Summer Reading: Part Two | A Small Book Blog
October 9, 2021 · 12:46 p.m.
The People of Others by Leïla Slimani, Translated from French by Sam Taylor, is the first book in a planned trilogy of historical fiction. In a very different setting and genre from Sliman’s thriller Lullaby, ‘The Country of Others’ premieres after World War II, when a French Alsatian Mathilde falls in love with Aminez, a Moroccan soldier fighting for the French, and leaves. When she married Morocco in 1946. Mathild raises their daughter, Aïcha, and son, Selim, while Amine works on the farm, but she becomes increasingly disillusioned with her options. Inspired by the life of Slimani’s grandmother, who also left Alsace after marrying a Moroccan soldier, ‘The Land of Others’ is a very personal project for Slimani. It suffers from a slight lack of narrative thrust, often read as a series of vignettes, but perhaps a larger picture will appear as the trilogy progresses. I look forward to reading the next episode set in the 1960s.
Lottie Moggach in Brixton Hill It tells the story of Rob, who is nearing the end of his seven-year term in an open prison in Brixton, and who is working on a day’s release at a nearby charity shop. A chance encounter with a woman named Steph changes everything for Rob and he hopes to see her even if it violates the terms of his license terms. While it soon becomes clear that not all of Stephen’s motives seem to be the same as before, the story unfolds in a very gratifying way with many twists and turns and one of the best endings I’ve come across in a long time. Moggach’s ex-partner is Chris Atkins and his memoir is A Bit of a Stretch that he was serving a five-year prison sentence in the UK for tax fraud offenses, and his knowledge of the justice system ensures he fully feels the portrait of his inner life. real. Rob’s emotions are especially believable as he tries to stay straight and tight before his immediate release. I had mixed feelings for Moggach’s Kiss Me First in 2015, but his latest novel is an engaging and brilliant work.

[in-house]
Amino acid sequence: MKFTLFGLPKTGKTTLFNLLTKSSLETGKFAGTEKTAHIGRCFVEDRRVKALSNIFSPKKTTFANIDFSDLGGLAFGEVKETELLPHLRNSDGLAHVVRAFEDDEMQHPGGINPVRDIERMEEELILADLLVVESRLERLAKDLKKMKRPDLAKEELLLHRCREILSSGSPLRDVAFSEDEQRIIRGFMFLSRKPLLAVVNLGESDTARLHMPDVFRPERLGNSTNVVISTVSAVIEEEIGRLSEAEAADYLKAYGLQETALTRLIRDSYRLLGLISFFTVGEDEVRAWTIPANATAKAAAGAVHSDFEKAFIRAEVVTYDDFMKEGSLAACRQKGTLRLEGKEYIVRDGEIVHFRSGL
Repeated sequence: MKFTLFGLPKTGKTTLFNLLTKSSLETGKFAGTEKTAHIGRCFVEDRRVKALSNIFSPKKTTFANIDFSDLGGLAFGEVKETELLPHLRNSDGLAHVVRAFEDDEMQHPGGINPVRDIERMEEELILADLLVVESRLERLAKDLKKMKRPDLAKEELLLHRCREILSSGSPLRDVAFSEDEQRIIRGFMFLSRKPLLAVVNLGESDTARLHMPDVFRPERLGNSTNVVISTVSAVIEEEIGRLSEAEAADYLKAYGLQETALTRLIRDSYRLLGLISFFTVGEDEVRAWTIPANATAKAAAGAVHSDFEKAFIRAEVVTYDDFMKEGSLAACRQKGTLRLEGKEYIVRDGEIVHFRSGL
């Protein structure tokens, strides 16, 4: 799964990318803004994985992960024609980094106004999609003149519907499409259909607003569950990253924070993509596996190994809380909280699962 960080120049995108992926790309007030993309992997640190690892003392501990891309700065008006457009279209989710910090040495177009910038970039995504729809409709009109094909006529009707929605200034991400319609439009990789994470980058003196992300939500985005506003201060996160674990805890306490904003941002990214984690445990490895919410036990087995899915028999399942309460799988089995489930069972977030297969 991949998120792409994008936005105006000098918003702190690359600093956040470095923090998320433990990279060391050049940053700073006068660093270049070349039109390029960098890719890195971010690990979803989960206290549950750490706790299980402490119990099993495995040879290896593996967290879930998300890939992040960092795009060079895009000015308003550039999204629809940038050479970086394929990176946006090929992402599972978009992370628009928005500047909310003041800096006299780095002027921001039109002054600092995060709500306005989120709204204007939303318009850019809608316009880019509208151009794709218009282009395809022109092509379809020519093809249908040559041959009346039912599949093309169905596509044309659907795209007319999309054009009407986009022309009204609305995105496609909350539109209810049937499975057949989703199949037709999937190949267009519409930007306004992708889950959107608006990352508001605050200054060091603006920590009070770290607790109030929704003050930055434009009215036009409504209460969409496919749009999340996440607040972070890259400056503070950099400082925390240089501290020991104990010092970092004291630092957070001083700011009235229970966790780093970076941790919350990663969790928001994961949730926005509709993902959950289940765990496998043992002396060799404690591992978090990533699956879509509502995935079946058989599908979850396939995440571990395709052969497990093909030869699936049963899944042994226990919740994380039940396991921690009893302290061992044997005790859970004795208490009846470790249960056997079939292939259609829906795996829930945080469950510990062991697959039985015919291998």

This is the story of Ann Patchett’s Happy Wedding is a collection of non-fiction works by the author, first published in 2013. ‘The Getaway Car’ is a practical and inspiring story that explains how he practiced his profession as a writer. The chapter in the title is about her finally marrying her husband, after a brief unhappy first marriage in the early twenties. The long pieces in this collection are the most appealing to read in general, and usually the most amazing as well. In ‘The Wall’, Patchett is tried at the Los Angeles Police Academy as a result of the riots of Rodney King in Los Angeles as part of an investigation into a police book. I’m excited to read ‘Truth and Beauty’, Patchett’s 2004 book on his friendship with former writer Lucy Grealy, which became the subject of a censorship campaign in South Carolina, as described in The Right to Read. Overall, the collection of essays I had hoped for, ‘This is the story of a happy marriage’, is more eclectic and better.
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